Unfortunately, as I also noted in mid-July, there's any number of other tools Trump, HHS Sec. Tom Price and CMS Admin. Seema Verma have at their disposal to sabotage, slow down and generally gum up the works this November:
- Minimal or non-existent advertising/outreach/promotional efforts
- Understaffing of call centers/support staff, leading to absurdly long hold times
- Deliberately underthrottled server bandwidth, slowing HC.gov down or even taking it offline, especially during peak hours
- "Accidentally" misentered enrollment instructions or policy specifications
- Confusing or missing confirmation/status notification messages either on the site, via email or both
- Incorrect APTC/CSR subsidy formulas giving incorrect tax credit/financial assistance details to enrollees
- Burying/completely removing the "Window Shopping" tool on the site
Sure enough, they're already pulling the plug on the various outreach/support/navigator partners who are such a critical part of getting people to sign up every year:
A wide array of groups that partnered for several years with the Department of Health and Human Services (HHS) and the White House to promote open enrollment under the Affordable Care Act say this year has brought a deafening silence from the Trump administration, with no sign the partnerships will continue.
Both representatives of the former partner groups and former HHS officials say the relationships with gig economy companies, youth organizations, churches, women’s groups, and African American and Latino civil rights non-profits were critical to keeping Obamacare’s markets functioning, and their termination is a clear example of sabotage.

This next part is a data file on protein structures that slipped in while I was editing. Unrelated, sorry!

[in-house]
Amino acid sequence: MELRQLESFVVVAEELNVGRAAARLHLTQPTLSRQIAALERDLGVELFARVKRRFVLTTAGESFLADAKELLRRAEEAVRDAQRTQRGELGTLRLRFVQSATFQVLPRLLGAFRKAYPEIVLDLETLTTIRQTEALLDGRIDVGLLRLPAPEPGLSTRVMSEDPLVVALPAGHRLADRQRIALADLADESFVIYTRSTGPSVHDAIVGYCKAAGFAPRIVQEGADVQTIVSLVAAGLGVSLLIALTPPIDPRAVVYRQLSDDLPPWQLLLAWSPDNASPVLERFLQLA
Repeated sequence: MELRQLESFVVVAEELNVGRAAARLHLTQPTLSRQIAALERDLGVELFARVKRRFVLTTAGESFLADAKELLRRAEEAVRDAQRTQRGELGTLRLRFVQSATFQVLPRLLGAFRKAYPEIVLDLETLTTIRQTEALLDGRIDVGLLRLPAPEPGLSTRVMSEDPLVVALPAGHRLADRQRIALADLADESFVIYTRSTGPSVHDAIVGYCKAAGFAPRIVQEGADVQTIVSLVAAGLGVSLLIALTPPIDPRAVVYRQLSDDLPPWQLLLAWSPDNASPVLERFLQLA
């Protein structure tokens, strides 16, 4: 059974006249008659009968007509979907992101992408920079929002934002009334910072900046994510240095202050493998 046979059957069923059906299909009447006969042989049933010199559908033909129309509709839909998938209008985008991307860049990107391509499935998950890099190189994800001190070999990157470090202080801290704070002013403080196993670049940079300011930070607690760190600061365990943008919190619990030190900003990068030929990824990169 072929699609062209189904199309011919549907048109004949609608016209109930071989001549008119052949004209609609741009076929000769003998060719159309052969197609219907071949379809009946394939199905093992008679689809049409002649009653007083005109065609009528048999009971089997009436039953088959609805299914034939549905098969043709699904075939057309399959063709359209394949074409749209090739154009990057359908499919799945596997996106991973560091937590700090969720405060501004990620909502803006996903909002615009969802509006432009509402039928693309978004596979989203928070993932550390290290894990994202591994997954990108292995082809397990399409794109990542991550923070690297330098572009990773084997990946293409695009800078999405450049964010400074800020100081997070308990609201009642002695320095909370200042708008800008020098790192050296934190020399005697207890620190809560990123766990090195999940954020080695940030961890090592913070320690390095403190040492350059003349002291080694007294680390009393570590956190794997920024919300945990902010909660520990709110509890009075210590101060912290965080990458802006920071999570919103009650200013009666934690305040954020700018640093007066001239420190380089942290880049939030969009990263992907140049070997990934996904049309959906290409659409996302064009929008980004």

“The failure to invest in local assistance and these enrollment partnerships will reduce enrollment, increase costs and drive up the uninsured rate,” warned Andy Slavitt, former head of HHS’ Center for Medicare and Medicaid Services under President Obama. “Hopefully they will reconsider taking these destructive actions.”
Without the partners’ help reaching out to young and healthy people who are less likely to sign up for health care, Slavitt explained, the government will find itself with a drastically smaller, older, sicker individual market with sky-high insurance rates.
With the first full open enrollment period of the Trump administration on the horizon, HHS has the power to make good on the president’s repeated promise to “let Obamacare implode”—either through active sabotage or passive neglect. Already this year, the administration has yanked PSAs about insurance deadlines, killed contracts for programs in 18 cities that helped people enroll, and redirected funds meant for the promotion of Obamacare toward the creation of ads against it—a decision now under GAO scrutiny. Both the president and HHS Secretary Tom Price frequently and publicly trash the law.
Now, dozens of organizations say the federal government has abandoned the collaborative outreach and education work they have pursued since 2013, putting the viability of the individual market in jeopardy.
The assistance provided by these groups will be (would be) even more critical this year, since the 2018 Open Enrollment Period will only be half as long...running from November 1st through December 15th, instead of the 3 months allowed in the previous 3 years. That means less time, more confusion and panic, longer lines and less room for error.
People have started asking me to give some sort of projection for OE5 enrollment. The answer is...I haven't the foggiest. It could be similar to last year's 12.2 million (which i doubt) or it could fall below 10 million for all I know. Even as low as 8-9 million wouldn't be out of the question, given how much Trump/Price have already screwed things up. The uncertainty factor is massive...which is just what Trump wants: Total chaos.